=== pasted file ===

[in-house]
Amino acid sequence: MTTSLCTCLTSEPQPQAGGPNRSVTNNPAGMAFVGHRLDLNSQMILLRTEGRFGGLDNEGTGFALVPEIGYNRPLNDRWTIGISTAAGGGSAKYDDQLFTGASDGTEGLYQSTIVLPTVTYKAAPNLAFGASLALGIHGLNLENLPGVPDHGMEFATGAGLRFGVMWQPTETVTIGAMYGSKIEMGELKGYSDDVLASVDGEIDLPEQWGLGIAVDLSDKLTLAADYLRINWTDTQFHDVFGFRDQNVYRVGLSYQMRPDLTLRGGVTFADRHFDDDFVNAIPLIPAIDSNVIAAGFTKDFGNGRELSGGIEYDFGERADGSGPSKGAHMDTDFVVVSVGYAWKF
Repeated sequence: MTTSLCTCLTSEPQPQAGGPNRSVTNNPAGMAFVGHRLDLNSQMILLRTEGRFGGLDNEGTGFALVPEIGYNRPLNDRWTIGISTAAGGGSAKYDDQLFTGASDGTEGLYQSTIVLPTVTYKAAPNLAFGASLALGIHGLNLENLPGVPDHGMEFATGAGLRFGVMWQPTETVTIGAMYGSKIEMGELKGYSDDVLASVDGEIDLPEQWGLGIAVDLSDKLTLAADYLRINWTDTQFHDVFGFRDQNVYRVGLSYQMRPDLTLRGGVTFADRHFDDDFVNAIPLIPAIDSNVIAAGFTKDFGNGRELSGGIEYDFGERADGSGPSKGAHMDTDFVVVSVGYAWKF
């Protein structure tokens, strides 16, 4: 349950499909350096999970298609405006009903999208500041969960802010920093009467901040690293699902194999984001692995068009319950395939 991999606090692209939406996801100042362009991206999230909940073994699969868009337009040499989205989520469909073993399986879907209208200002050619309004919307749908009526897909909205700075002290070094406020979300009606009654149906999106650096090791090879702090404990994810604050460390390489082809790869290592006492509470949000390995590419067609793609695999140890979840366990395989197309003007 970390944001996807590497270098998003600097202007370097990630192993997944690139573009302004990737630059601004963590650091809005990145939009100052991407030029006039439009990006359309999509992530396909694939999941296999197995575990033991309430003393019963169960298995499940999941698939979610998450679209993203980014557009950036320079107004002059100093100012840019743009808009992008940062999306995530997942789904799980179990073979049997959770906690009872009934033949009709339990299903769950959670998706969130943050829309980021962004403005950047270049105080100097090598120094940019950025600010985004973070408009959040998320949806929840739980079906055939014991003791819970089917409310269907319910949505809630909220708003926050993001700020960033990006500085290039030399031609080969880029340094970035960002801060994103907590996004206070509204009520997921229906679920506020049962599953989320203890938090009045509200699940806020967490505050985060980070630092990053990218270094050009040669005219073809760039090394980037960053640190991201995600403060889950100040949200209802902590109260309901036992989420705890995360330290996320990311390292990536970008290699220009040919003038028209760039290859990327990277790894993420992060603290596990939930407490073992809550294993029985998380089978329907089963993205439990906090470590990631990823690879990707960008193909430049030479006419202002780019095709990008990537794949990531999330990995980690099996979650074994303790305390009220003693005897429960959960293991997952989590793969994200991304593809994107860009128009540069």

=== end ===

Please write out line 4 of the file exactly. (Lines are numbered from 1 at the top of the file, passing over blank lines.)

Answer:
């Protein structure tokens, strides 16, 4: 349950499909350096999970298609405006009903999208500041969960802010920093009467901040690293699902194999984001692995068009319950395939 991999606090692209939406996801100042362009991206999230909940073994699969868009337009040499989205989520469909073993399986879907209208200002050619309004919307749908009526897909909205700075002290070094406020979300009606009654149906999106650096090791090879702090404990994810604050460390390489082809790869290592006492509470949000390995590419067609793609695999140890979840366990395989197309003007 970390944001996807590497270098998003600097202007370097990630192993997944690139573009302004990737630059601004963590650091809005990145939009100052991407030029006039439009990006359309999509992530396909694939999941296999197995575990033991309430003393019963169960298995499940999941698939979610998450679209993203980014557009950036320079107004002059100093100012840019743009808009992008940062999306995530997942789904799980179990073979049997959770906690009872009934033949009709339990299903769950959670998706969130943050829309980021962004403005950047270049105080100097090598120094940019950025600010985004973070408009959040998320949806929840739980079906055939014991003791819970089917409310269907319910949505809630909220708003926050993001700020960033990006500085290039030399031609080969880029340094970035960002801060994103907590996004206070509204009520997921229906679920506020049962599953989320203890938090009045509200699940806020967490505050985060980070630092990053990218270094050009040669005219073809760039090394980037960053640190991201995600403060889950100040949200209802902590109260309901036992989420705890995360330290996320990311390292990536970008290699220009040919003038028209760039290859990327990277790894993420992060603290596990939930407490073992809550294993029985998380089978329907089963993205439990906090470590990631990823690879990707960008193909430049030479006419202002780019095709990008990537794949990531999330990995980690099996979650074994303790305390009220003693005897429960959960293991997952989590793969994200991304593809994107860009128009540069």